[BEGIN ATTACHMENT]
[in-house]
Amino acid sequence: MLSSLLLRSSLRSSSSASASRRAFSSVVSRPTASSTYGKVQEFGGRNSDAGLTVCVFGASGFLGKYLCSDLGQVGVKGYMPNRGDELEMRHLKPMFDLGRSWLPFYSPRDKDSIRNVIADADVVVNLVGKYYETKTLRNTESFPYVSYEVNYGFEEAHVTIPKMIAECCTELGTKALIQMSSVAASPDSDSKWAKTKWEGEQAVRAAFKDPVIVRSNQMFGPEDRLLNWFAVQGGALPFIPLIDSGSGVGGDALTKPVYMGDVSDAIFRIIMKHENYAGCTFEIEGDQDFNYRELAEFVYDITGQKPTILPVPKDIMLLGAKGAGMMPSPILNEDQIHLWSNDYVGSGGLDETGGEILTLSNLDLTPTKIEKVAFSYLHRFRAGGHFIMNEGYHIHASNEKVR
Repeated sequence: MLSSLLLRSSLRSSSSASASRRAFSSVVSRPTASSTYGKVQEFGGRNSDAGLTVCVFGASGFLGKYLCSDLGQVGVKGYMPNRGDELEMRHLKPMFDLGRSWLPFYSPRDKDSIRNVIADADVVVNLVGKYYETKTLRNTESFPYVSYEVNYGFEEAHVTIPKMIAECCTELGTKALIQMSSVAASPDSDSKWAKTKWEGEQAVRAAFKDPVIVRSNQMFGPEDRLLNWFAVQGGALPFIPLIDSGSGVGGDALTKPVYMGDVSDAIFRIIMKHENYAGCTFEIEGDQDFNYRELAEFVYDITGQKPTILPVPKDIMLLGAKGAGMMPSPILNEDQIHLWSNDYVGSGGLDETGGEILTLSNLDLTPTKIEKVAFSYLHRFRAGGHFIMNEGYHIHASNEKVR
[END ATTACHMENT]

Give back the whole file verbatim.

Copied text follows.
[in-house]
Amino acid sequence: MLSSLLLRSSLRSSSSASASRRAFSSVVSRPTASSTYGKVQEFGGRNSDAGLTVCVFGASGFLGKYLCSDLGQVGVKGYMPNRGDELEMRHLKPMFDLGRSWLPFYSPRDKDSIRNVIADADVVVNLVGKYYETKTLRNTESFPYVSYEVNYGFEEAHVTIPKMIAECCTELGTKALIQMSSVAASPDSDSKWAKTKWEGEQAVRAAFKDPVIVRSNQMFGPEDRLLNWFAVQGGALPFIPLIDSGSGVGGDALTKPVYMGDVSDAIFRIIMKHENYAGCTFEIEGDQDFNYRELAEFVYDITGQKPTILPVPKDIMLLGAKGAGMMPSPILNEDQIHLWSNDYVGSGGLDETGGEILTLSNLDLTPTKIEKVAFSYLHRFRAGGHFIMNEGYHIHASNEKVR
Repeated sequence: MLSSLLLRSSLRSSSSASASRRAFSSVVSRPTASSTYGKVQEFGGRNSDAGLTVCVFGASGFLGKYLCSDLGQVGVKGYMPNRGDELEMRHLKPMFDLGRSWLPFYSPRDKDSIRNVIADADVVVNLVGKYYETKTLRNTESFPYVSYEVNYGFEEAHVTIPKMIAECCTELGTKALIQMSSVAASPDSDSKWAKTKWEGEQAVRAAFKDPVIVRSNQMFGPEDRLLNWFAVQGGALPFIPLIDSGSGVGGDALTKPVYMGDVSDAIFRIIMKHENYAGCTFEIEGDQDFNYRELAEFVYDITGQKPTILPVPKDIMLLGAKGAGMMPSPILNEDQIHLWSNDYVGSGGLDETGGEILTLSNLDLTPTKIEKVAFSYLHRFRAGGHFIMNEGYHIHASNEKVR